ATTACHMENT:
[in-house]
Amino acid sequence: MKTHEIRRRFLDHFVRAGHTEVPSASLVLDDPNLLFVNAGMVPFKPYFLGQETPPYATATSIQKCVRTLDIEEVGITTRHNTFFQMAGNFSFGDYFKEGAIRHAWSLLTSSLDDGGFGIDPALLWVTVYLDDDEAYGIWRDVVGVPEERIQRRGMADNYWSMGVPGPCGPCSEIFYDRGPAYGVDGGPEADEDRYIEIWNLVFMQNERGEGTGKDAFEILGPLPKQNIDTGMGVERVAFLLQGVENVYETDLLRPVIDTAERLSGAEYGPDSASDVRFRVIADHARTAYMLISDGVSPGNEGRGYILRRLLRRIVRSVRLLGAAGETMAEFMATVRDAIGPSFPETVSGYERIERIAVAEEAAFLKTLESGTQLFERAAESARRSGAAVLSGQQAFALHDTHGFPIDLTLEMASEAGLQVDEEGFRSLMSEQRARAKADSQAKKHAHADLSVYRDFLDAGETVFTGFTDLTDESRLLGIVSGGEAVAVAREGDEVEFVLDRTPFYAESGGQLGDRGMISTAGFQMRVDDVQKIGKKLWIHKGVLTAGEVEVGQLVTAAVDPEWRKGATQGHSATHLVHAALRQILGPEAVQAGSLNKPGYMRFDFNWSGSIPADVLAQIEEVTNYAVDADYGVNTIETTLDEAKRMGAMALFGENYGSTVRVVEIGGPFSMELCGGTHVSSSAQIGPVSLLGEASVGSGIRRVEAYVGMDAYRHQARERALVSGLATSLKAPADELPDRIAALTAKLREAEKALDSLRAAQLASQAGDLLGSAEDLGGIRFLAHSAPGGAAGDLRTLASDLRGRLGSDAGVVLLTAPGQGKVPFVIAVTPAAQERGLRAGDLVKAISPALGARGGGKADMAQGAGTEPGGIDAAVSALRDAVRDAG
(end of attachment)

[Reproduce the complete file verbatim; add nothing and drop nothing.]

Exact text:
[in-house]
Amino acid sequence: MKTHEIRRRFLDHFVRAGHTEVPSASLVLDDPNLLFVNAGMVPFKPYFLGQETPPYATATSIQKCVRTLDIEEVGITTRHNTFFQMAGNFSFGDYFKEGAIRHAWSLLTSSLDDGGFGIDPALLWVTVYLDDDEAYGIWRDVVGVPEERIQRRGMADNYWSMGVPGPCGPCSEIFYDRGPAYGVDGGPEADEDRYIEIWNLVFMQNERGEGTGKDAFEILGPLPKQNIDTGMGVERVAFLLQGVENVYETDLLRPVIDTAERLSGAEYGPDSASDVRFRVIADHARTAYMLISDGVSPGNEGRGYILRRLLRRIVRSVRLLGAAGETMAEFMATVRDAIGPSFPETVSGYERIERIAVAEEAAFLKTLESGTQLFERAAESARRSGAAVLSGQQAFALHDTHGFPIDLTLEMASEAGLQVDEEGFRSLMSEQRARAKADSQAKKHAHADLSVYRDFLDAGETVFTGFTDLTDESRLLGIVSGGEAVAVAREGDEVEFVLDRTPFYAESGGQLGDRGMISTAGFQMRVDDVQKIGKKLWIHKGVLTAGEVEVGQLVTAAVDPEWRKGATQGHSATHLVHAALRQILGPEAVQAGSLNKPGYMRFDFNWSGSIPADVLAQIEEVTNYAVDADYGVNTIETTLDEAKRMGAMALFGENYGSTVRVVEIGGPFSMELCGGTHVSSSAQIGPVSLLGEASVGSGIRRVEAYVGMDAYRHQARERALVSGLATSLKAPADELPDRIAALTAKLREAEKALDSLRAAQLASQAGDLLGSAEDLGGIRFLAHSAPGGAAGDLRTLASDLRGRLGSDAGVVLLTAPGQGKVPFVIAVTPAAQERGLRAGDLVKAISPALGARGGGKADMAQGAGTEPGGIDAAVSALRDAVRDAG